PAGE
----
If you’re like me and have been to quite a few weddings, you’ve probably heard the passage about love from 1 Corinthians 13:4-7 about a thousand times. If you haven’t, the passage lists characteristics of love, beginning with, “Love is patient and kind. Love is not jealous or boastful or proud or rude. It does not demand its own way. It is not irritable, and it keeps no record of being wronged.” The description goes on for several more verses and perhaps you could quote it to yourself just as easily as you can read it.

The trouble with being so familiar with a passage of Scripture is it can lose its poignancy. It is easy to say to yourself, “Well, I know that…” and not soak in the richness of God’s word. When my husband and I were in premarital counseling, the couple counseling us gave us this advice and I am passing it on to you. When you are struggling to love someone, whether it is your spouse, family member, friend, co-worker, or someone you hardly know, this easy exercise will help you out. I can almost guarantee it.

Take the passage from 1 Corinthians 13:4-7 and write it out like this: “God is patient with me, therefore, I am patient with ______. God is kind to me, therefore, I am kind to ______.” Put whoever’s name you need to in the blank. Write it out, pray through it, and quickly the Lord will illuminate areas where you can grow in love. Thinking about how God loves you so perfectly despite all your shortcomings will inspire you to grow in your love towards others.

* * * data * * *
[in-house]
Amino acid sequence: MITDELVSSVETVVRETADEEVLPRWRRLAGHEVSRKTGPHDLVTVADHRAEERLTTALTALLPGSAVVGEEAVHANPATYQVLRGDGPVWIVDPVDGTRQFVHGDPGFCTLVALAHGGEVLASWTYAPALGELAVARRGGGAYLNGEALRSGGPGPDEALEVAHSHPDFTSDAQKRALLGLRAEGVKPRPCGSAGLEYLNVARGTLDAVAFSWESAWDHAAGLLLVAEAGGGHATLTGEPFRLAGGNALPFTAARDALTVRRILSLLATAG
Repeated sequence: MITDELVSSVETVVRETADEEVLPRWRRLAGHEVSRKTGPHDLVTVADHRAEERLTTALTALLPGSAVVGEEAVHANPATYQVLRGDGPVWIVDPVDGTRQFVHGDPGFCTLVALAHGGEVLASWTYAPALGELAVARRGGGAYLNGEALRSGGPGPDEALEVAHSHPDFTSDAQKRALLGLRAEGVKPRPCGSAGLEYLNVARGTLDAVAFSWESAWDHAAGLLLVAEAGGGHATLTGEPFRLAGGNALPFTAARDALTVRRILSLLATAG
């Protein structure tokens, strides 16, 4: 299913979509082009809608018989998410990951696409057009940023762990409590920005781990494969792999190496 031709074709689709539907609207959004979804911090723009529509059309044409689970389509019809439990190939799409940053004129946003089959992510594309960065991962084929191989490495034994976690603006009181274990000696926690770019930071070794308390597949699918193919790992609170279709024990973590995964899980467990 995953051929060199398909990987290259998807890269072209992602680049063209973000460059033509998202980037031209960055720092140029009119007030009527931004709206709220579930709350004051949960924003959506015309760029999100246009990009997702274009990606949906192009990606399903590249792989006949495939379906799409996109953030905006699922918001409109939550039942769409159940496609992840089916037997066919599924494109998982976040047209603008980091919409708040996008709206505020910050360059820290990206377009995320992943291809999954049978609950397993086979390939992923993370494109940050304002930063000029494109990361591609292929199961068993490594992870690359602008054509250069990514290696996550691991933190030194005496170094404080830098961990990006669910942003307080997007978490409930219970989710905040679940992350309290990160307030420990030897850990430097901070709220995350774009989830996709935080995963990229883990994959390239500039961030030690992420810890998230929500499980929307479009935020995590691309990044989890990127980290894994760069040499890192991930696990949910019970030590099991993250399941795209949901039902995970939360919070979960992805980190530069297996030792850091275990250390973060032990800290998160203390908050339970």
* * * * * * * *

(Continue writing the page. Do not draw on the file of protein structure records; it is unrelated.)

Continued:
The beautiful thing about this exercise is that it doesn’t require anything of the other party. Even if the other person is completely wrong and you are completely right, you can grow in your patience, you can be slower to anger, you can always have hope. This isn’t meant to be a trite exercise. This very thing has rescued my marriage a number of times. The couple who shared it with us told us about a season when they had a lot of family strife. They and their four adult children meditated on this Scripture and it helped them work things out.

I challenge you to try this out the next time you recognize a conflict with another person in your life. It doesn’t have to be your spouse—it could be a friend or a co-worker or sibling or anyone. Chances are, there is a way you can grow in love and be more like Jesus. Each time you do this, there will be different areas of love that stand out to you where you can grow. What a wonder that God loves us so well, and he teaches us how to love like him too!

by Lauren Bratten


“Let no debt remain outstanding, except the continuing debt to love one another, for whoever loves others has fulfilled the law.” Romans 13:8 (NIV)

God, teach me how to love others like you love them. Thank you so much for extending your perfect love towards me and loving me no matter what I do.